Rebecca Miller photographed Saoirse Ronan and her red carpet stylist Elizabeth Saltzman in London for The Hollywood Reporter. It was part of the magazine’s annual round up of awards season fashion, about who wore what and who styled them and who made it to the THR list of ‘The 25 Most Powerful Stylists in Hollywood.’
Elizabeth was ranked this year at number 4 and has in the past dressed Gwyneth Paltrow and Uma Thuman. She began working with Saoirse, who at 21 has already been nominated for two Oscars, this year and with great success but only after she had faced the challenge of Saoirse’s Irish name.
Saltzman: “My first time meeting Saoirse, I thought, ‘How am I going to say her name? What am I going to do? I’ll just call her ‘babe.’ ” (It’s pronounced “Ser-sha.”)
Ronan: “I’m glad you didn’t — I remember one time I was working with a photographer, and he kept calling me angel, and it really pissed me off.”
Elizabeth goes on to describe the high pressure process of getting the right dress for the Oscars. “We got a lot of pitches, but Francisco Costa just got it” says London-based Saltzman, a former Vanity Fair editor. Because of Ronan’s New York rehearsal schedule for The Crucible, the stylist conducted the fitting at midnight before the Oscars: “Saoirse put on the emerald, and the room stopped — her mom, her aunt, her hairstylist, Adir. … You felt the oooh,” recalls Saltzman. Adds Ronan of her carpet experience this past year: “Everything has felt like me but kind of pushing me out of my comfort zone.”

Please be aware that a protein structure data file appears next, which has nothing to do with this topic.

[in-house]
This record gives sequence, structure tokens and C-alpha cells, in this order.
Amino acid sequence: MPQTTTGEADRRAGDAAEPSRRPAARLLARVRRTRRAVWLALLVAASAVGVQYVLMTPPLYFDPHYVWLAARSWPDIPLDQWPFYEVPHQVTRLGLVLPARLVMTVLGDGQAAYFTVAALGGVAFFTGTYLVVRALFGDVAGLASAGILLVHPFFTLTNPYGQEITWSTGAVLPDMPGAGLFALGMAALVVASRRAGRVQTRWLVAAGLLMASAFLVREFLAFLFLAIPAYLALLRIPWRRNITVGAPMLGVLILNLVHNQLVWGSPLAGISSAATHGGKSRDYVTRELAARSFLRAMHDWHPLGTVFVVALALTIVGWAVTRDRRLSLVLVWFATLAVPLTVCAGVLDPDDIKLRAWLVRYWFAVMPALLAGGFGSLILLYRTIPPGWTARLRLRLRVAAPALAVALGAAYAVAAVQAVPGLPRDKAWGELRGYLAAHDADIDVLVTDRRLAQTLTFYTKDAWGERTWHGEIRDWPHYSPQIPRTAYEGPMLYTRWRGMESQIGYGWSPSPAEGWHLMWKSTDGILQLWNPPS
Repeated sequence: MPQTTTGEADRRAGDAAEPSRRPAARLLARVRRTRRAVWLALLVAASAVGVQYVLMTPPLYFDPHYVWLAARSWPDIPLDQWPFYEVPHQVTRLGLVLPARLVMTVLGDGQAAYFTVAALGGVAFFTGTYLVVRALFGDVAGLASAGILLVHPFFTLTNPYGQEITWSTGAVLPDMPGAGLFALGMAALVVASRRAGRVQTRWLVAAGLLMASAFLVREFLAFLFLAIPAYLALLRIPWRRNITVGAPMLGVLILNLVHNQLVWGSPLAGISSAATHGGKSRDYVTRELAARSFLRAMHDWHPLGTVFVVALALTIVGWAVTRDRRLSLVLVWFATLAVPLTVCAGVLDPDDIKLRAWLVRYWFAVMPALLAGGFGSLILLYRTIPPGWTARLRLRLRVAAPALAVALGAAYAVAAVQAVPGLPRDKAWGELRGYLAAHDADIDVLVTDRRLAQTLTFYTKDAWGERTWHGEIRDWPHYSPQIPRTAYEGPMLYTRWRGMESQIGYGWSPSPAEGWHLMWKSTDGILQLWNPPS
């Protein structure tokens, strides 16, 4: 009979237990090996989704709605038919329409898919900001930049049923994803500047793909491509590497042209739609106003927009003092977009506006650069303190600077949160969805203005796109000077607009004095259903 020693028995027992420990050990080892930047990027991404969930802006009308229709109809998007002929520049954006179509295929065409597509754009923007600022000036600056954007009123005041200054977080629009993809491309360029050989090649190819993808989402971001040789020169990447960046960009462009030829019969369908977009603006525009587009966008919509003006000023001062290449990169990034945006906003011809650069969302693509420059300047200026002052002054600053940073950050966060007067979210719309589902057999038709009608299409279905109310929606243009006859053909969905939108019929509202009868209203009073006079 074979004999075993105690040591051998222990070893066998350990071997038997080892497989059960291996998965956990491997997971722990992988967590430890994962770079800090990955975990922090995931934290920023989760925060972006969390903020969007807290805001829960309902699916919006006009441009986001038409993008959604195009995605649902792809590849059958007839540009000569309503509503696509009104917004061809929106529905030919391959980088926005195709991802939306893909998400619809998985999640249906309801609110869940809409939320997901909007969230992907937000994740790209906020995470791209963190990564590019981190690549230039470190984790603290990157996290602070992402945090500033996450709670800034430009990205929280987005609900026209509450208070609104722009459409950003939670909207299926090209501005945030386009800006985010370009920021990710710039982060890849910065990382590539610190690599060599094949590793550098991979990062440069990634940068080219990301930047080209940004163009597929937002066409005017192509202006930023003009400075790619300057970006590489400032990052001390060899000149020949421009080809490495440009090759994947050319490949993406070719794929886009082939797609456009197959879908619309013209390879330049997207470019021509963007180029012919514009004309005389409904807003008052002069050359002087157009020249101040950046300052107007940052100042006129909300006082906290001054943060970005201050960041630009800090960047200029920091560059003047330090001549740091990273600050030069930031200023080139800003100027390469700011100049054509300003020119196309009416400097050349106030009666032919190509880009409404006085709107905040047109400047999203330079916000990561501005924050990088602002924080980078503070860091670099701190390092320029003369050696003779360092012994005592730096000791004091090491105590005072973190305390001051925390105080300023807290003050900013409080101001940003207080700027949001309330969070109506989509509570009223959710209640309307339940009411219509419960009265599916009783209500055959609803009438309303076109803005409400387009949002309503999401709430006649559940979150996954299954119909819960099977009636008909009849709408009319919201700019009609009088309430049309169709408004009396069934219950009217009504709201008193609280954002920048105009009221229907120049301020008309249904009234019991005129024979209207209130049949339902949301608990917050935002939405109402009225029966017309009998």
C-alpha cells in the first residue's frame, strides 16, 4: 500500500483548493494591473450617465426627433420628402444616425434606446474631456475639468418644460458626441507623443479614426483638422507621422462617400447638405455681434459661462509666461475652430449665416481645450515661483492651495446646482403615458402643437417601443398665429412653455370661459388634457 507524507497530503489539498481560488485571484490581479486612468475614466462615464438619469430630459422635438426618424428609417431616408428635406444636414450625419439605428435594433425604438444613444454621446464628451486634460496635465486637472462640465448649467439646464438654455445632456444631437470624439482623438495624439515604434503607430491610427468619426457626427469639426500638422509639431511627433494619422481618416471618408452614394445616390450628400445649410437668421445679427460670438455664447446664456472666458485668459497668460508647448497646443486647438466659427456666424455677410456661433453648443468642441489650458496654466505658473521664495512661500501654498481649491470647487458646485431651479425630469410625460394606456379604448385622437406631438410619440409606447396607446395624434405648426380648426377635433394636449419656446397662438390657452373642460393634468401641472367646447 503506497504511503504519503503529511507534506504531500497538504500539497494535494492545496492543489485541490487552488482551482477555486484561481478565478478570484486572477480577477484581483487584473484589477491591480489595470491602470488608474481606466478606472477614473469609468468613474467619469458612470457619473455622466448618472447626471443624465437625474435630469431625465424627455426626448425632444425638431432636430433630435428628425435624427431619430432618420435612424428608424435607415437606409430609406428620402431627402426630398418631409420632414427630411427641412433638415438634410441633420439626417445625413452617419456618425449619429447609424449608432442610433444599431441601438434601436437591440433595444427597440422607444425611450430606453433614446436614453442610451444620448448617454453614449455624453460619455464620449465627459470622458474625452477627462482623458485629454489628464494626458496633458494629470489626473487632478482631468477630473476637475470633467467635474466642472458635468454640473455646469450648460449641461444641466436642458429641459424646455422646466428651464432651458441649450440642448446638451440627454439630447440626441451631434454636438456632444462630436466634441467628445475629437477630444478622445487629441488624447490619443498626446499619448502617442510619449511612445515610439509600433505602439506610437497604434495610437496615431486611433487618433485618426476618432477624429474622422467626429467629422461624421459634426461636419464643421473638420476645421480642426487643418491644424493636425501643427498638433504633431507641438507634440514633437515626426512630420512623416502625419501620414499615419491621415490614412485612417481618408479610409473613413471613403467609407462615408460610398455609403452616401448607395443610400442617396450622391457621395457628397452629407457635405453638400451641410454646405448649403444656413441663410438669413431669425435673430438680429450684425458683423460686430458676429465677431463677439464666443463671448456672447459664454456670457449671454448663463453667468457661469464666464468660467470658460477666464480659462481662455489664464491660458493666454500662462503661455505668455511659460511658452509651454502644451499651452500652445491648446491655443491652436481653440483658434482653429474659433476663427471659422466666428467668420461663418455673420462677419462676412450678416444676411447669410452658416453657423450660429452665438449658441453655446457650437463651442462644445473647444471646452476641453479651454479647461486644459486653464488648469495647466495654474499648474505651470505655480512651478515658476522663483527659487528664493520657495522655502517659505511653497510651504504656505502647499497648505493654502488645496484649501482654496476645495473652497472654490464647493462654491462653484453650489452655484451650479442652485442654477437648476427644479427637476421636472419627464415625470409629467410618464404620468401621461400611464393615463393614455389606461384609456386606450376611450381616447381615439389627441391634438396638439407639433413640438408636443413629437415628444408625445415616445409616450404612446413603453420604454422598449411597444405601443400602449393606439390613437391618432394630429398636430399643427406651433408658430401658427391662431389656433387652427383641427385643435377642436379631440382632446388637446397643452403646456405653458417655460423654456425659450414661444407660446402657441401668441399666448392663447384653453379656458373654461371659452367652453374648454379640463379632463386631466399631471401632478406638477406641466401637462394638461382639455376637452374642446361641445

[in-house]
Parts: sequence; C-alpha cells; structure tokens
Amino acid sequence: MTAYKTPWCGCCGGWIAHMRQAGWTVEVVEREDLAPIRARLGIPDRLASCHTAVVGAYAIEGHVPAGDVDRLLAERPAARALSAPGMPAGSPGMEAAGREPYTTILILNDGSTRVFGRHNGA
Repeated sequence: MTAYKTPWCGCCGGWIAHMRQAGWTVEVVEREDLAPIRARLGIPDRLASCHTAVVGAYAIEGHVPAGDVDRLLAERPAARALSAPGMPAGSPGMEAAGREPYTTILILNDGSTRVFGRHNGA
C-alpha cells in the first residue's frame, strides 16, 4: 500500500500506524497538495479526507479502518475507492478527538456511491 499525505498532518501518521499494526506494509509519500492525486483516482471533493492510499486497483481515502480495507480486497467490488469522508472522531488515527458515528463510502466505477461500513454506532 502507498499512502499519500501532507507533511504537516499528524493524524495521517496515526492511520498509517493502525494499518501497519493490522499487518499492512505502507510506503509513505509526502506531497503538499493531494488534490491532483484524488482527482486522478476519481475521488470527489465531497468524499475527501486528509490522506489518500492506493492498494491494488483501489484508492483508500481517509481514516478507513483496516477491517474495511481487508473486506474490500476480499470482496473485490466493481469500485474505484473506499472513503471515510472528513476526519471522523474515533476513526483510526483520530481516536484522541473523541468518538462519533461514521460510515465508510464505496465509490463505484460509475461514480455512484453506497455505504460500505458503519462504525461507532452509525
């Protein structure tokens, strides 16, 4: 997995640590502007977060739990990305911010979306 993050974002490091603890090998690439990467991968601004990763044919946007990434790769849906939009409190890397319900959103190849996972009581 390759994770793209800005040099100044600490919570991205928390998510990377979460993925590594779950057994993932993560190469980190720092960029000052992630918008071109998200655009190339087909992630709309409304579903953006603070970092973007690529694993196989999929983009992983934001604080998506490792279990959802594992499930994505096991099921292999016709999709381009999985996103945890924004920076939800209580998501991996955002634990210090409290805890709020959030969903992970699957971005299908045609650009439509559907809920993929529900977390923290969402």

Rebecca photographed Elizabeth and Saoirse at The Soho Hotel in London and Saoirse’s dresses are by Tom Ford and Christopher Kane.
House and Garden commissioned Katie Quinn Davies to shoot Easter recipes in the KQD style for their April 2016 edition. It all looks fabulous but under pressure we’d probably go for the hay baked lamb with mint and capers.
Photographs and Art Direction: Katie Quinn Davies
Recipes: Caroline Barty
Food Preparation and Styling: Lizzie Kamenetzky
Table Styling: Jo Harris
The first episode of Wolfblood Series 4 aired on 8th March and Ray Burmiston was commissioned by the BBC to shoot the cast of the CBBC fantasy drama.
Supernatural post-production by Mikel at the BBC.
Rebecca Miller‘s latest work from New York with the dramatic (and dramatically named) Symone Challenger.
Here’s the story in keywords: 60’s wig; Beautiful model; Beauty shoot; Beauty test; Colors; Deborah Brinder; Fashion and flowers; Flowers; Friends and Creatives; Mangly Hernandez; Silent Models; Stockland Martel; Symone Challenger; Yoshie Kubota; beauty and flowers; beauty shoot with flowers; beauty styling; bright colors; eyelashes; flower balls; gloves.
Photographer: Rebecca Miller @rebeccamiller99
Stylist: Mengly Hernandez @missmengly
Make up: Yoshie Kubota @yoshiekubota
Hair: Deborah Brider @deborahbrider
Symone is represented by Silent Models in New York.
Liam Arthur photographed young athletes for the Aldi and Team GB Olympic sponsorship campaign.
Rebecca Miller has shot Daisy Lowe for the new campaign for Triumph lingerie.
Daisy has just been unveiled as the face (and body) of Triumph and models their new range for Spring/Summer 2016.